FCC commissioner Michael Copps Oct. 25 told chairman Kevin Martin that an FCC proceeding should be opened to examine the implications of News Corp.’s proposed acquisition of Dow Jones & Company on the media market nationwide.
The request, made in the form of letter, pointed out that if the deal is approved News Corp. would control one of the four major broadcast networks, two of the nation’s five largest newspapers and a large number of other media outlets, including cable channels and satellite networks.
For those in the New York City area, the deal means one company would control two TV stations, WNYW-TV and WWOR-TV in the metropolitan area, as well as two papers, "The Wall Street Journal" and the "New York Post."
“I think it is essential that the FCC determine whether approval of this transaction accords with our public interest responsibilities and whether our existing media ownership rules and precedents are adequate to deal with this proposed transaction,” the Copps letter said.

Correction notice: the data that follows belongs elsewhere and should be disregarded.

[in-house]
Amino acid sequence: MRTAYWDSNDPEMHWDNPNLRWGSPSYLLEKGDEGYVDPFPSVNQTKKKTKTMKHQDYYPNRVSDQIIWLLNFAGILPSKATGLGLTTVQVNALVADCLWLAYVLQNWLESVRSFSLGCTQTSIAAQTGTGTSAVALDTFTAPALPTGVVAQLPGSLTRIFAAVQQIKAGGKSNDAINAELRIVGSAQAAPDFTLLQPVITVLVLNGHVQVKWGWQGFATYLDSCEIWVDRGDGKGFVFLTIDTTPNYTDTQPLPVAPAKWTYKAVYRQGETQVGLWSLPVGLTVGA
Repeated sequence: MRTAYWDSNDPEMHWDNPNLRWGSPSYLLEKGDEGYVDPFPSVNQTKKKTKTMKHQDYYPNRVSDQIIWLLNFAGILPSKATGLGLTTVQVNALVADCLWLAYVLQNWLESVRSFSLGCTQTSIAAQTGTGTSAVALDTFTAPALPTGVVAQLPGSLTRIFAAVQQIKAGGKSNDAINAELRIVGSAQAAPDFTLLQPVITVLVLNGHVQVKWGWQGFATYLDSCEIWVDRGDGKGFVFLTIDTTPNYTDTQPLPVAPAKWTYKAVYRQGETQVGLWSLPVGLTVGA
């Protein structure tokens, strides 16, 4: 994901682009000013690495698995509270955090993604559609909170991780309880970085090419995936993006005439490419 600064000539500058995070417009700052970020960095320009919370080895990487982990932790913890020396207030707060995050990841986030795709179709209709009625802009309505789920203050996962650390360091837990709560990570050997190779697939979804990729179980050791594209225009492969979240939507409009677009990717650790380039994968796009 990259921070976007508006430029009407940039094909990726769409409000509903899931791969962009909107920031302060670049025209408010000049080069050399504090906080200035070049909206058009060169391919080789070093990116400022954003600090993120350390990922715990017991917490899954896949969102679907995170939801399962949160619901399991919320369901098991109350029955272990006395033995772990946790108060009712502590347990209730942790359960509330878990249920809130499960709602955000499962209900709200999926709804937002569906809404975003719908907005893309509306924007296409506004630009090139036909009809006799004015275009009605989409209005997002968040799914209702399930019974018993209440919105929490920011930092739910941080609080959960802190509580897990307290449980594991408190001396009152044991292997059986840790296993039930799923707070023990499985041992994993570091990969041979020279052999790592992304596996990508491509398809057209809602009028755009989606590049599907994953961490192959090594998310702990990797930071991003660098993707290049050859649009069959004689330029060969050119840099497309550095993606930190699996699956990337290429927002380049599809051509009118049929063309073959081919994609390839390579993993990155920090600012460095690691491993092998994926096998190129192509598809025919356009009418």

Acknowledging that the full commission twice has declined to apply its newspaper-broadcast cross-ownership ban to publishers of national newspapers, Copps nevertheless said he believed that precedent should not “preclude the FCC from conducting a thorough analysis of the proposed Wall Street Journal acquisition.
Calling the FCC decisions in 1986 and 1995 not apply the ban “antiquated,” Copps said those orders “are no foundation on which to build a media policy for the 21st Century.”
Those earlier FCC decisions “clearly involve facts and public interest concerns dramatically different than those before us now,” the letter said.
For more information, visit: www.fcc.gov.
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